The symptoms of swine flu virus are similar to seasonal flu and include fever, cough, sore throat, runny or stuffy nose, body aches, headache, chills and fatigue. A significant number of people who have been infected with this virus also have reported diarrhea and vomiting. Like with seasonal flu, most people who have been sick with swine flu have mild symptoms and recover without needing medical treatment.
Flu viruses including swine flu are contagious and spread from person-to-person, through coughing or sneezing (droplet formation). The flu viruses land on objects and are more often transferred to surfaces through touch of the sick individual. The most common means of infection transfer comes from people touching an infected object, such as a doorknob or drinking glass and then touching their own mouth or nose. The flu virus can survive on surfaces for up to 8 hours. People infected with either seasonal or swine flu are usually contagious from 1 day before getting sick to 5 to 7 days after.
Other than getting a flu shot, the best prevention from getting the flu is frequent hand washing. Washing your hands often will help protect you from germs. Wash with soap and water or clean with alcohol-based hand cleaner. CDC recommends that when you wash your hands – with soap and warm water – that you wash for 15 to 20 seconds. When soap and water are not available, alcohol-based disposable hand wipes or gel sanitizers may be used. If using gel, rub your hands until the gel is dry. The gel doesn't need water to work; the alcohol in it kills the germs on your hands. Also avoid touching your eyes, nose or mouth. Germs spread this way.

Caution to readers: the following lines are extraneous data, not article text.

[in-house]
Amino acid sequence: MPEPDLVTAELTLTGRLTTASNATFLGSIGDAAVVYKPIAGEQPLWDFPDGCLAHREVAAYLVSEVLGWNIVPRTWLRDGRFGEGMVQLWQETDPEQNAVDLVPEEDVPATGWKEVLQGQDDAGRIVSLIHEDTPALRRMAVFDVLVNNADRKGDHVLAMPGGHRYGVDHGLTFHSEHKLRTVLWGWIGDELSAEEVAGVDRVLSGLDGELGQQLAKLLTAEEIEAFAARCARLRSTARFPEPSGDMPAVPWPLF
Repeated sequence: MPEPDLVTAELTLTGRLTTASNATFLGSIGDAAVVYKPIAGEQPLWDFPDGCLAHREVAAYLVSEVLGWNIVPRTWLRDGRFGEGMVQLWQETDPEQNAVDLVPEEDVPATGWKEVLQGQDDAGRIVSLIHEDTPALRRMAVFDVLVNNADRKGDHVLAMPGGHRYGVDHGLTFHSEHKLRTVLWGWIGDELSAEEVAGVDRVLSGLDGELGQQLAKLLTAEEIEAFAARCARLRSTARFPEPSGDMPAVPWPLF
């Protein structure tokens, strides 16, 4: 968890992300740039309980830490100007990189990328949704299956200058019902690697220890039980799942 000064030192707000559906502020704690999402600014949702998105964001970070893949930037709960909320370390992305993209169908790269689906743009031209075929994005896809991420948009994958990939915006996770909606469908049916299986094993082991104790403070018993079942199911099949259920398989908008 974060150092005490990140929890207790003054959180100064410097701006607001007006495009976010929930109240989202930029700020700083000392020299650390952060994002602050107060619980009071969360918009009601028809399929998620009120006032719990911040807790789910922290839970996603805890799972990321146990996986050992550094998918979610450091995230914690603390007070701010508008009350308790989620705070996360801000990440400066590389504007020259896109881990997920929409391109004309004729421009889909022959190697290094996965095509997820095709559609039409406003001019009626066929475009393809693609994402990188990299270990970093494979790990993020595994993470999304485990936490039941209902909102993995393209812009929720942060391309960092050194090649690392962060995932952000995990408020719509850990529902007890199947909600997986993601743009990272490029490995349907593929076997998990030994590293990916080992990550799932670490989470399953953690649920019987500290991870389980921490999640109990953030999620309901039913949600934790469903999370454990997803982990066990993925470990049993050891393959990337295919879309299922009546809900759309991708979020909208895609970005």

If you become sick with flu-like illness, CDC recommends that you stay home for at least 24 hours after your fever is gone except to get medical care or for other necessities. Keep away from others as much as possible to keep from making others sick. Cover your nose and mouth with a tissue when you cough or sneeze. Throw the tissue in the trash after you use it. Wash your hands often with soap and water, especially after you cough or sneeze. Alcohol-based hand cleaners are also effective.
If a person becomes ill and experiences any of the following warning signs, seek emergency medical care.
• Fast breathing, difficulty breathing or shortness of breath.
• Bluish or gray skin color.
• Not waking up or not interacting.
• Pain or pressure in the chest or abdomen.
• Sudden dizziness.
• Severe or persistent vomiting.
• Flu-like symptoms improve but then return with fever and worse cough.
I encourage you and your family to get the seasonal flu and swine flu vaccinations. I have been getting the seasonal flu shot every year for over the past 20 years and I have rarely been sick, even though I am in close quarters with people everyday.
Enjoy life and keep smiling.
George Malkemus has a Family and Cosmetic Dental Practice in Rohnert Park at 2 Padre Parkway, Suite 200. Call 585-8595, or email info@ malkemusdds.com. Visit Dr. Malkemus’ Web site at http://www.malkemusdds.com.